A little Logic and Math for the draft

A cautionary primer on the NFL draft

For the last several years I have used the various draft analysts pre-draft predictions as subject matter in my Critical Thinking and Math Logic classes. Unless the 1st or 2nd picks were announced early, the analysts have done little better than random at placing the correct pick with the correct team in the correct slot. In the slightly easier task of guessing roughly when a player would be selected, they do a bit better in the first and second rounds and then fall apart completely. In other words, it is nearly impossible to make accurate predictions after the first few picks.

Here are a few of the difficulties.

1) Very noisy data. What teams actually think of players and what positions they most want to fill is generally difficult to judge. Further, teams are actively lying.

2) Availability bias. Our opinions are biased by what we know. In low information environments we place too much weight on what we have seen - players from our favorite schools - and discount the vast areas about which we know little or nothing.

3) Weighting. When we hear that a player should go 15-20 or something, this idea colors our thinking. Our opinion of that player will shift towards the 15-20 slot when, without that information, we might have placed them much higher or lower.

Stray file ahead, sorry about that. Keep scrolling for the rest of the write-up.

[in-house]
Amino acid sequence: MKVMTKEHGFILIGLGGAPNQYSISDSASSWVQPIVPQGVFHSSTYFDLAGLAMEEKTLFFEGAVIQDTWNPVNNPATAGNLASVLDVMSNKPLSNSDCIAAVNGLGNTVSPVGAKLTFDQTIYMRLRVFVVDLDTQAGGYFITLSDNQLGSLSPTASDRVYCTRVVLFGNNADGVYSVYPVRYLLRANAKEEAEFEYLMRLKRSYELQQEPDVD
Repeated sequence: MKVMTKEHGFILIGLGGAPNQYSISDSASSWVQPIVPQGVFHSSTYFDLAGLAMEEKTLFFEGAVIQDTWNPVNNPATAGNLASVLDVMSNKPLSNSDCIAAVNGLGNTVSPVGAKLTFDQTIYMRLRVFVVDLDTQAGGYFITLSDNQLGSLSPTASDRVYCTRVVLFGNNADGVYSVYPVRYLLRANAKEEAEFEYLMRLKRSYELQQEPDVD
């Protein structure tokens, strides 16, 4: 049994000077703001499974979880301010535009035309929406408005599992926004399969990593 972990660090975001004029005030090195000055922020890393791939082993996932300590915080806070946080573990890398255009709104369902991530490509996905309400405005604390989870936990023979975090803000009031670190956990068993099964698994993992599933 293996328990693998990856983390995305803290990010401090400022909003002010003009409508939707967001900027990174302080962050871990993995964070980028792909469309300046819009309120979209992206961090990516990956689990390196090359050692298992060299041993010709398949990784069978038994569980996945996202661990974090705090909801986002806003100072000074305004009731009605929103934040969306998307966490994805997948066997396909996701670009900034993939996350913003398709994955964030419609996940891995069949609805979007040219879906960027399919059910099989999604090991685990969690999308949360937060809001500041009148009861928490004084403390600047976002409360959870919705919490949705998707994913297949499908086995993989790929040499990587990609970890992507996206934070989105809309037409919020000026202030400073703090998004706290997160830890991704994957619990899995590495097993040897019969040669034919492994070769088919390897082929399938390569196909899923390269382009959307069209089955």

4) Confirmation bias. If we like a player for the above reasons, we will tend to remember information that confirms our ideas and forget or discount information that contradicts our ideas. Because we are susceptible to 2 and 3 above, 4 becomes particularly troublesome.

Add to this the permutations prevented by the draft. If we assume that 50 players could conceivable be chosen in the first round - then the possible permutations are 32!/32!(50-32)! This is a very, very large number of possibilities.

Through the magic of Hypergeometric distribution, this works out to be something like a 64% chance to pick one player correctly, 40% chance to pick two players correctly, 25% chance to pick three players and 16% chance to pick four. If you arer curious, there is a 5.5 x10^-14 chance to get all 32, that is what you might call unlikely.

In other words random guessing by a monkey, let's name him Cleveland Browns, should produce one or two correct picks much of the time, three correct occasionally, and rarely more than that. If you pick four correct picks, that is a clear demonstration you are better than our test monkey Mr. Browns.

Now the 2013 draft results looked like this -

Mike Maycock got 6 correct picks - a clearly non-random outcome, but considering the first two picks of Fisher then Joeckel seemed telegraphed, we might count him with four correct picks, still better than Mr. Browns.

Walter Football only got four correct, which is meaningful but not great. Most others like Bucky Brooks etc. did less than four. In other words, predicting actual players to actual teams is really difficult.

However, the relative value of players is usually pretty close. So a player predicted to be in the top five rarely falls too far, and players rated to be in the mid first rarely show up in the second.

Just a cautionary note as we all get very excited by all the possibilities - of which it turns out there are a lot.

And by the way, after the first round, no one does better than Mr Browns.

Hypergeometric progression for those who might be interested.

P(X=k) = (K/k)(N-K/n-k)/(N/n)

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